User experience design enhances customer satisfaction and loyalty by making your campaign website or social site easier and more enjoyable to use. This design allows you to gauge how consumers will react to your social and digital marketing campaigns once they are live, followed by an analysis of their behaviors.

These are main aspects of UX:

Visual Design

Visual design represents the aesthetics or look-and-feel of the front end of any user interface. Put simply; how your website looks.

The purpose of visual design is to use visual elements like colours, images, and symbols to convey a message to its audience. The design must enhance the user’s experience of your website. Bold colours must highlight priorities like \’call to action\’ buttons rather than adding background images that hinder the user\’s experience.

Information Architecture

The IA is the model that structures the information of your website or social site. The IA makes the campaign content easily navigable so that users can find the most useful content for them.

Structuring, Organizing and Labelling

Structuring is reducing information to its basic building units and then relating them to each other. Organisation involve grouping these units in a distinctive and meaningful manner.

Human-Computer Interaction

Human-Computer Interaction is the main contributor to user experience design because of its emphasis on human performance rather than mere usability. User experience cannot be manufactured or designed; it has to be incorporated in the design. Understanding the user\’s emotional quotient plays a key role while designing User Experience.

Cancer Research UK and User Testing

At Cancer Research UK, we gather HCI information from User testing sessions. User testing aims to test aspects of your site that are new or need improving.

We run user testing sessions once a week to test the website with volunteers who match the correct personas. For instance, we would test a sports event campaign with volunteers and supporters with an interest in sport. A cancer information page would be tested with patients or medical professionals.

Our user testing takes place in a user testing lab. The user sits in one room with a computer or device linked up and mirrored by a computer on the other side. There is also a double sided mirror whereby the UX team can watch the user reaction to the website and how they complete the tasks which are asked of them. You may think that this sounds like a CSI investigation but it is an excellent way to gauge HCI.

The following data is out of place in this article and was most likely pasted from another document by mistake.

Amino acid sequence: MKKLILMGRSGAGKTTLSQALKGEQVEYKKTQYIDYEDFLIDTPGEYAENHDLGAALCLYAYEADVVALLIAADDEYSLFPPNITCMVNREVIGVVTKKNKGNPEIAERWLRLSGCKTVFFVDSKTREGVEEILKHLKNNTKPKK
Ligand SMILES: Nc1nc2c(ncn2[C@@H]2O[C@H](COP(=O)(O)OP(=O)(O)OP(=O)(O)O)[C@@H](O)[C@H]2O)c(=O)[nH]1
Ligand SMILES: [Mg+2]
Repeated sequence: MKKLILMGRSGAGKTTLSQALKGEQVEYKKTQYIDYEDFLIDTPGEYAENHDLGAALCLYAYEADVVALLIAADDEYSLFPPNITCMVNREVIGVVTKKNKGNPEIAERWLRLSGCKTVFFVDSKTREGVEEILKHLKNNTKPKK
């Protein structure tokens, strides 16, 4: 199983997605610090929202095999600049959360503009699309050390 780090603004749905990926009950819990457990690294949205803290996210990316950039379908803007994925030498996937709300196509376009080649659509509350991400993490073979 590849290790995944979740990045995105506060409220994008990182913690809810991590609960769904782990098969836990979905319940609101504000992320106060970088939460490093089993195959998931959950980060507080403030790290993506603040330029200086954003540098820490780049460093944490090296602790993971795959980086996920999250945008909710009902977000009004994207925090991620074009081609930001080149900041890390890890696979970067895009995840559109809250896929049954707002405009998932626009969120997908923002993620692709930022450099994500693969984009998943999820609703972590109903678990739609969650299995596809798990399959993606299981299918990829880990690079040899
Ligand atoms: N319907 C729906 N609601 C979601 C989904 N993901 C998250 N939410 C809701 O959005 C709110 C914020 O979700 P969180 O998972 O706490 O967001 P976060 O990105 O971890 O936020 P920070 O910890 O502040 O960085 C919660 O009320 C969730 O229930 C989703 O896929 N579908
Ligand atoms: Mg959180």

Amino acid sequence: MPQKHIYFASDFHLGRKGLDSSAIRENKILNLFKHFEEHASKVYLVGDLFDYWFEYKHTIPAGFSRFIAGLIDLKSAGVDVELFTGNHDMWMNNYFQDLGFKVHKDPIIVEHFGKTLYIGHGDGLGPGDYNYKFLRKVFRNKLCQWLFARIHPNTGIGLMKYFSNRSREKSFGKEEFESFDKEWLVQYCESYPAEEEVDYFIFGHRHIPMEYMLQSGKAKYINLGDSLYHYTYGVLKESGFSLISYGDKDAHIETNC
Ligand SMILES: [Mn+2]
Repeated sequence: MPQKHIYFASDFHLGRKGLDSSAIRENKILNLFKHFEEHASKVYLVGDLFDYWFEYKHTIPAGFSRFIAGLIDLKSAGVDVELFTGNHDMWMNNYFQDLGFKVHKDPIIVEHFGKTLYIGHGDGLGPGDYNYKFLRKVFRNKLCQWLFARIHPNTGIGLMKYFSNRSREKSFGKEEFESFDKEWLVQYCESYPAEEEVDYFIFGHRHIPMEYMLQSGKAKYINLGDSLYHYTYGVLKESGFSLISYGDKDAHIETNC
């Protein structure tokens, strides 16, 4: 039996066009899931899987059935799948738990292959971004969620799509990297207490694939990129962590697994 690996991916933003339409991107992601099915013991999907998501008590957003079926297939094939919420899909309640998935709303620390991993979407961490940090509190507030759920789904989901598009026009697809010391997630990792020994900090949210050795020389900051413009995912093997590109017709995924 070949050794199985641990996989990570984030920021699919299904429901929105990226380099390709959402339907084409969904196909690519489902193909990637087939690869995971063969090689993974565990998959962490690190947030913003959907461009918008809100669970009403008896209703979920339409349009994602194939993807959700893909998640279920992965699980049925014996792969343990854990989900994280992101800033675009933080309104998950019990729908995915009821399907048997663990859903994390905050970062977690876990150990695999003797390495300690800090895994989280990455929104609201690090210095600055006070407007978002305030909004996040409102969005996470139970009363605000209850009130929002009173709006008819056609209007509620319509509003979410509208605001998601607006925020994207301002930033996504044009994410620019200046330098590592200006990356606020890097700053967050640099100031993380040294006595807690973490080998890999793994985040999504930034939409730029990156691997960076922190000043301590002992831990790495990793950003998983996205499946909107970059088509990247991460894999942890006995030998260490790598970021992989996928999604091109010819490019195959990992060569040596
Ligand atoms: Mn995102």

Stand Up To Cancer

Last week Cancer Research UK launched Stand Up To Cancer, an excellent campaign which sees the charity collaborating with the UK’s television Channel 4. The campaign, which started in America, encourages celebrities and the world to ‘stand up’ and show their support for Cancer Research UK.

I was involved in the initial UX ideation for the campaign. It was important to see the campaign with a fresh perception, abandoning the previous non-responsive site. We wanted a way to display the campaign content in a clean design, as well as incorporating the cool, fun sub-brand that Stand Up To Cancer is.

At each stage in the design and each agile sprint, we would take the site to user testing to ensure that aspects we saw as a priority were clearly defined as most important to the customer. For instance, the key goals for us were to fundraise for the campaign and to sign up to the March on Cancer; the main collective activity. Once the user could easily and happily complete these objectives, we knew the design was looking good.

Typically the outputs from our user testing sessions are:

  • Site Audit (usability study of existing assets)
  • Flows and Navigation Maps
  • User Stories or Scenarios
  • Defined User Segmentations and Personas
  • Site Maps and Content Inventory
  • Wireframes (screen blueprints or storyboards)
  • Prototypes (Interactive blueprints)
  • Written specifications (describing the behaviour or design)
  • Graphic mockups (Precise visual of the expected end result)

Implementing UX For Your Brand

a) Advertise on your social networks for user testing volunteers

b) Hire a UX lab (if you can). If you can\’t, simple guerrilla testing and watching whether a user complete a task can be equally as effective.

c) Create a report of your findings E.g. “The user was unable to sign up for an event because they couldn’t find the relevant page and therefore couldn’t fill in the relevant sign up form.”

d) Make informed UX decisions based on how many users found your design or content difficult to understand. E.g. “Most users were unaware that the label say something\’ means share with your social networks. Action: change to social media icons and the wording \’Share on social’.

Overall, UX may seem like a laborious process but it is necessary. It means that in the long term you will save money on your campaign design because you\’re appealing to the right user personas and that your website design and content compliment your company and what you\’re trying to promote.

Benefits of UX:

  • Avoiding unnecessary features and campaign spend
  • Simplifying design documentation
  • Improving the usability of the campaign
  • Incorporating business and marketing goals while protecting the customerr\’s freedom of choice

Introduce UX into your business. Align your social site with learnings from your website (as much as you can) for the same look and feel on all your platforms. By investing in UX, your campaigns will be more customer driven and in turn more successful.